ETF Pricing Glossary
- ETF Values: Net Asset Value (NAV), Intraday Value (IOPV/IIV)
- ETF Market Pricing: Trading at a Discount or Premium, Closing Market Price, Bid-Ask Price, Bid-Ask Ratio
- Table of Key Terms
Net Asset Value (NAV). An ETF's NAV—like the NAV for a mutual fund—is its per share value based on the closing prices of its underlying securities. An ETF’s NAV is calculated daily, using the same standard formula used for valuing mutual fund shares:
NAV = (asset value – liabilities)
number of shares outstanding
ProShares NAVs are used to evaluate their day-to-day performance versus their benchmarks. Investors should not expect to buy or sell ProShares ETFs at NAV. To find the latest NAV and NAV calculation time for any ProShares ETF, click on the fund you are interested in on the Product page.
NAV Calculation Time. The NAVs for most ETFs are calculated at 4:00 p.m. ET, when equity markets close. The NAVs for some ETFs, however, are calculated at other times, based on the time their benchmark prices are set. The NAVs for Short Fixed Income ProShares, for example, are calculated at 3:00 p.m. ET, when bond markets close. NAV calculation times are noted on each ProShares ETF product page.
Intraday Value: Also called Indicative Optimized Portfolio Value (IOPV) or Intraday Indicative Value (IIV)The intraday value is a real-time estimate of an ETF’s fair value, based on the most recent prices of its underlying securities. Because intraday values are generally published by the exchanges every 15 seconds, they should closely approximate the value of an ETF’s holdings. Investors should not expect to buy or sell an ETF at its intraday value. This value simply helps investors gauge if an ETF’s current market price is in line with the value of the ETF’s holdings, or if it’s trading at a discount or premium. Intraday values are available on many quote services (see Finding ProShares Intraday Value).
ETF market prices are the prices at which investors buy or sell shares of an ETF. While ETFs are designed to trade in line with their intraday values, during times of significant market volatility an ETF’s market price may vary more widely from its intraday value.
Trading at a Discount or Premium. ProShares generally trade close to their approximate intraday values, but they can trade at a premium or discount due to the forces of supply and demand. ProShares cannot predict or control how closely an ETF will trade to its intraday value.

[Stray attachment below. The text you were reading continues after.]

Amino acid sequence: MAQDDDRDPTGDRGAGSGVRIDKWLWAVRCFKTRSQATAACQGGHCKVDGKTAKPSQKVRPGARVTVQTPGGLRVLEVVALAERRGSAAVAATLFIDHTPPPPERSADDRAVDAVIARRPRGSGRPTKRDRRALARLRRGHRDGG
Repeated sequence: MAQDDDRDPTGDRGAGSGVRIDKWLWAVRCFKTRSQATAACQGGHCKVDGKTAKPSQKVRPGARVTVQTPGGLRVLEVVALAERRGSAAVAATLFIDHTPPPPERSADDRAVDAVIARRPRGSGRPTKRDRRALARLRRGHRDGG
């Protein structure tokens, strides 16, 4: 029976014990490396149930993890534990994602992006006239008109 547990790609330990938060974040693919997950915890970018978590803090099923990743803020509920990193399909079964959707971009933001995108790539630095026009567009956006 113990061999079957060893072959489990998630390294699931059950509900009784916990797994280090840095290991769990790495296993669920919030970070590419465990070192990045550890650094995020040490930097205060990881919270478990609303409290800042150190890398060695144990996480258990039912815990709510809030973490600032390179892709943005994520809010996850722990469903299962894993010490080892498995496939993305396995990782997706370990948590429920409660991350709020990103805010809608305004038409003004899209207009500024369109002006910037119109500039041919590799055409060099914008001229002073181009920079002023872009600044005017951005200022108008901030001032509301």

Premiums and discounts are expressed as a percentage of an ETF’s intraday value. For example, if an ETF’s intraday value is $10 and it’s selling for $10.10, it’s trading at a 1% premium to its intraday value. Similarly, if the ETF is selling for $9.90, it’s trading at a 1% discount to its intraday value.
ETFs Can Trade at a Premium/Discount
Closing Market Price. An ETF's closing market price is the recorded price of its last trade of the day, and can be found online. The closing price can be set before or after the NAV calculation. Moreover, although the closing price is often close to the NAV, it may be different. In highly volatile markets, this difference may be exaggerated. Note that daily NAV is used to track ProShares' day-to-day performance, not closing price. To find closing market prices of any ProShares ETFs, click on the Products link at the top of the screen, then select the fund you are interested in from the list.
Bid-Ask Price. Similar to stocks, an ETF's bid price is the highest price a buyer is willing to pay for an ETF in the open market at any given time during the trading day. Likewise, an ETF’s ask price is the lowest price a seller is willing to accept for an ETF at any point during the day. The difference between an ETF’s current bid and ask price is its spread. When you buy or sell an ETF, you implicitly pay one-half of the ETF's bid-ask spread as part of your transaction cost.
Bid-Ask Ratio. The bid-ask ratio is a common measure used by investors to compare spreads among different ETFs. It expresses the bid-ask spread as a percentage of the ETF’s total price:
Bid ask ratio = (bid price – ask price)
An ETF’s bid-ask ratio can be calculated over any period. An average bid-ask ratio for a month, for example, would divide the month’s average bid-ask spread divided by the month’s average ETF price.
Understanding the differences between ETF valuation and pricing terms can help you better evaluate the performance of your ETF investments.
|ETF Value||measures:||used to:|
|NAV||ETF’s per share value based on closing prices of underlying assets||evaluate an ETF’s performance against its objective|
|Intraday Value (IOPV/IIV)||ETF’s estimated fair value based on most recent intraday price of underlying assets||gauge current market price against an intraday estimate of NAV|
|ETF Market Price||measures:||used to:|
|Bid/ask price||highest/lowest price buyers/sellers are willing to pay/accept for an ETF||estimate market price|
|Closing price||price of ETF’s last trade of the day||record and quote an ETF’s final trade price|